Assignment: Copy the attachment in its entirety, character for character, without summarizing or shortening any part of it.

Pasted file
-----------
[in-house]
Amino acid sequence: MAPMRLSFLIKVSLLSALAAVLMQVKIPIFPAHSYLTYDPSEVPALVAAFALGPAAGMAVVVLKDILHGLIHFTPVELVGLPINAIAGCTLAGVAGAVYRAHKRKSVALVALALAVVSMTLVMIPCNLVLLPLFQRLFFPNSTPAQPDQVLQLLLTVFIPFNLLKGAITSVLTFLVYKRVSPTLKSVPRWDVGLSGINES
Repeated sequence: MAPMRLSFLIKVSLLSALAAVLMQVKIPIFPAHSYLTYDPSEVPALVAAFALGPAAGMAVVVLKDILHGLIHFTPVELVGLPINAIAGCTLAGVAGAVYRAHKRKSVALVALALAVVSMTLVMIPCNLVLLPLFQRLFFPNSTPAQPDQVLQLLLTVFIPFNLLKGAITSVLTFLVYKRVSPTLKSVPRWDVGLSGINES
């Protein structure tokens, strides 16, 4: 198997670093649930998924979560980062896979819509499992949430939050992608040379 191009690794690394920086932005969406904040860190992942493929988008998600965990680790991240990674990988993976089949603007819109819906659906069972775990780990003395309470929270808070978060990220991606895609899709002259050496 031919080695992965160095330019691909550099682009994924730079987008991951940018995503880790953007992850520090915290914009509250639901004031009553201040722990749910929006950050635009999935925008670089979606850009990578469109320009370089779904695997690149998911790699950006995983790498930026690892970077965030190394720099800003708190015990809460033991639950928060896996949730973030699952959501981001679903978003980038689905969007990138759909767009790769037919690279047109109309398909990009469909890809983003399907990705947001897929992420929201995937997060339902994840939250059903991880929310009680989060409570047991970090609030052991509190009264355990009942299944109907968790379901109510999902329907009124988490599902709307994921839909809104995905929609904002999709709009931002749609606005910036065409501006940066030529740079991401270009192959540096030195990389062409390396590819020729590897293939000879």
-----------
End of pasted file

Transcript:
[in-house]
Amino acid sequence: MAPMRLSFLIKVSLLSALAAVLMQVKIPIFPAHSYLTYDPSEVPALVAAFALGPAAGMAVVVLKDILHGLIHFTPVELVGLPINAIAGCTLAGVAGAVYRAHKRKSVALVALALAVVSMTLVMIPCNLVLLPLFQRLFFPNSTPAQPDQVLQLLLTVFIPFNLLKGAITSVLTFLVYKRVSPTLKSVPRWDVGLSGINES
Repeated sequence: MAPMRLSFLIKVSLLSALAAVLMQVKIPIFPAHSYLTYDPSEVPALVAAFALGPAAGMAVVVLKDILHGLIHFTPVELVGLPINAIAGCTLAGVAGAVYRAHKRKSVALVALALAVVSMTLVMIPCNLVLLPLFQRLFFPNSTPAQPDQVLQLLLTVFIPFNLLKGAITSVLTFLVYKRVSPTLKSVPRWDVGLSGINES
């Protein structure tokens, strides 16, 4: 198997670093649930998924979560980062896979819509499992949430939050992608040379 191009690794690394920086932005969406904040860190992942493929988008998600965990680790991240990674990988993976089949603007819109819906659906069972775990780990003395309470929270808070978060990220991606895609899709002259050496 031919080695992965160095330019691909550099682009994924730079987008991951940018995503880790953007992850520090915290914009509250639901004031009553201040722990749910929006950050635009999935925008670089979606850009990578469109320009370089779904695997690149998911790699950006995983790498930026690892970077965030190394720099800003708190015990809460033991639950928060896996949730973030699952959501981001679903978003980038689905969007990138759909767009790769037919690279047109109309398909990009469909890809983003399907990705947001897929992420929201995937997060339902994840939250059903991880929310009680989060409570047991970090609030052991509190009264355990009942299944109907968790379901109510999902329907009124988490599902709307994921839909809104995905929609904002999709709009931002749609606005910036065409501006940066030529740079991401270009192959540096030195990389062409390396590819020729590897293939000879």